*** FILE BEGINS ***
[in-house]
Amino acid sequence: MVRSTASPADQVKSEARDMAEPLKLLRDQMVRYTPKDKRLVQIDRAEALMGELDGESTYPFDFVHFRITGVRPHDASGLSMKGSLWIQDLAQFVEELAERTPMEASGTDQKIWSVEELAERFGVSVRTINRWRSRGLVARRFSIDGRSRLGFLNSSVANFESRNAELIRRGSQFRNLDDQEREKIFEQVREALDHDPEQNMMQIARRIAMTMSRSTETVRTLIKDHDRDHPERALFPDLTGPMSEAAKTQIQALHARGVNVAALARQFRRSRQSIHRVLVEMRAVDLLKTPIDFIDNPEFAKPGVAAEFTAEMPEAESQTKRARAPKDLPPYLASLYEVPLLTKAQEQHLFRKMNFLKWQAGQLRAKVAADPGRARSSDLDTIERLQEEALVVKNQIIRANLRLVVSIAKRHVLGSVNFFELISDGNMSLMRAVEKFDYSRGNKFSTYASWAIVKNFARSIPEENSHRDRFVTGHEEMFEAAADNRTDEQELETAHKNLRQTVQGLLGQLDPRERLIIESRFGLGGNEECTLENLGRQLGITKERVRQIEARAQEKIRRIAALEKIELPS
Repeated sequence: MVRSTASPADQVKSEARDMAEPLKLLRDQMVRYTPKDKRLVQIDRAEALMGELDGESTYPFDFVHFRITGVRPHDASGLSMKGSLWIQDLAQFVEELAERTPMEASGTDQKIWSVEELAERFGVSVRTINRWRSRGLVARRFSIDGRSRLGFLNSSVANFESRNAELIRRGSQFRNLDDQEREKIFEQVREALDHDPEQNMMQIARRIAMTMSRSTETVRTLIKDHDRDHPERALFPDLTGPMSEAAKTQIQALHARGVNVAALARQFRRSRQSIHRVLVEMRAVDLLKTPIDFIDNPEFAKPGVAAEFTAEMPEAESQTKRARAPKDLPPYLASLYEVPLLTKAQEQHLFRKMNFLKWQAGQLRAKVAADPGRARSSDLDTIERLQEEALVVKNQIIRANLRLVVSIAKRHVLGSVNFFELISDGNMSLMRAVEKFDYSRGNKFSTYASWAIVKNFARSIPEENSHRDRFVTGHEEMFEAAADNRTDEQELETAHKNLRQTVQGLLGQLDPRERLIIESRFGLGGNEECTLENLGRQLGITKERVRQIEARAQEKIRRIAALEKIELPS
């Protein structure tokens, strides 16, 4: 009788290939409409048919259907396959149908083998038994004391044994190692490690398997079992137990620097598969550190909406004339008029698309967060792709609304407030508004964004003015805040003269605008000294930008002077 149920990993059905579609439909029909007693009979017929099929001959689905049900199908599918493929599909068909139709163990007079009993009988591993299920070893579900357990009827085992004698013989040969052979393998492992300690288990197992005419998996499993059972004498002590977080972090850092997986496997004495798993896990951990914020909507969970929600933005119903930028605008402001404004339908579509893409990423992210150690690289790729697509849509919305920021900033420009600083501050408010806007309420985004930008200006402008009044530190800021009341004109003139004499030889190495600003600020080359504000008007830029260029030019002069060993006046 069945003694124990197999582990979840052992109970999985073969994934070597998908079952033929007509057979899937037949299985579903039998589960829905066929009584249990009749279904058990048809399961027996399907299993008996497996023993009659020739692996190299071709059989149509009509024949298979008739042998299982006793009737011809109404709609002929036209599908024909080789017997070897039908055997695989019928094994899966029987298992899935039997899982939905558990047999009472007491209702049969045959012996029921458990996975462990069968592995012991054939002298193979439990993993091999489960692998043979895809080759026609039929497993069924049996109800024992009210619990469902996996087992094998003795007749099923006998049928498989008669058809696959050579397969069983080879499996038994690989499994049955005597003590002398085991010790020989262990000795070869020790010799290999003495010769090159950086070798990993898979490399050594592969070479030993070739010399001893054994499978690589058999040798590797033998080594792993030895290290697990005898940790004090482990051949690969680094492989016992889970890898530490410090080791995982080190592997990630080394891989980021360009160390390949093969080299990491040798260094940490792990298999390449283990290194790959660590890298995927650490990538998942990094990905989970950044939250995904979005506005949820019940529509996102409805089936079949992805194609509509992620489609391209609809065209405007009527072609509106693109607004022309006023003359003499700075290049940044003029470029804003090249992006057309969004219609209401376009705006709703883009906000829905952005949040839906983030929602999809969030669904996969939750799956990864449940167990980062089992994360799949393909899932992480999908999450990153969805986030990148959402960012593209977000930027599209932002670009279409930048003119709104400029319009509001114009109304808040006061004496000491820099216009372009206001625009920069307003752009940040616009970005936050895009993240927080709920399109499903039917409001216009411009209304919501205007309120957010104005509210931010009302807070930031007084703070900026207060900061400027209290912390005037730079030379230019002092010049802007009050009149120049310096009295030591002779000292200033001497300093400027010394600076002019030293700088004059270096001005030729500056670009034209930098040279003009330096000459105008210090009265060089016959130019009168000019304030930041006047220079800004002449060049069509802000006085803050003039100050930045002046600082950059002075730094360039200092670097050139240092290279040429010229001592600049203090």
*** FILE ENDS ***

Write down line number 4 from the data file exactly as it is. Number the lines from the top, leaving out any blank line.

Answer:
């Protein structure tokens, strides 16, 4: 009788290939409409048919259907396959149908083998038994004391044994190692490690398997079992137990620097598969550190909406004339008029698309967060792709609304407030508004964004003015805040003269605008000294930008002077 149920990993059905579609439909029909007693009979017929099929001959689905049900199908599918493929599909068909139709163990007079009993009988591993299920070893579900357990009827085992004698013989040969052979393998492992300690288990197992005419998996499993059972004498002590977080972090850092997986496997004495798993896990951990914020909507969970929600933005119903930028605008402001404004339908579509893409990423992210150690690289790729697509849509919305920021900033420009600083501050408010806007309420985004930008200006402008009044530190800021009341004109003139004499030889190495600003600020080359504000008007830029260029030019002069060993006046 069945003694124990197999582990979840052992109970999985073969994934070597998908079952033929007509057979899937037949299985579903039998589960829905066929009584249990009749279904058990048809399961027996399907299993008996497996023993009659020739692996190299071709059989149509009509024949298979008739042998299982006793009737011809109404709609002929036209599908024909080789017997070897039908055997695989019928094994899966029987298992899935039997899982939905558990047999009472007491209702049969045959012996029921458990996975462990069968592995012991054939002298193979439990993993091999489960692998043979895809080759026609039929497993069924049996109800024992009210619990469902996996087992094998003795007749099923006998049928498989008669058809696959050579397969069983080879499996038994690989499994049955005597003590002398085991010790020989262990000795070869020790010799290999003495010769090159950086070798990993898979490399050594592969070479030993070739010399001893054994499978690589058999040798590797033998080594792993030895290290697990005898940790004090482990051949690969680094492989016992889970890898530490410090080791995982080190592997990630080394891989980021360009160390390949093969080299990491040798260094940490792990298999390449283990290194790959660590890298995927650490990538998942990094990905989970950044939250995904979005506005949820019940529509996102409805089936079949992805194609509509992620489609391209609809065209405007009527072609509106693109607004022309006023003359003499700075290049940044003029470029804003090249992006057309969004219609209401376009705006709703883009906000829905952005949040839906983030929602999809969030669904996969939750799956990864449940167990980062089992994360799949393909899932992480999908999450990153969805986030990148959402960012593209977000930027599209932002670009279409930048003119709104400029319009509001114009109304808040006061004496000491820099216009372009206001625009920069307003752009940040616009970005936050895009993240927080709920399109499903039917409001216009411009209304919501205007309120957010104005509210931010009302807070930031007084703070900026207060900061400027209290912390005037730079030379230019002092010049802007009050009149120049310096009295030591002779000292200033001497300093400027010394600076002019030293700088004059270096001005030729500056670009034209930098040279003009330096000459105008210090009265060089016959130019009168000019304030930041006047220079800004002449060049069509802000006085803050003039100050930045002046600082950059002075730094360039200092670097050139240092290279040429010229001592600049203090």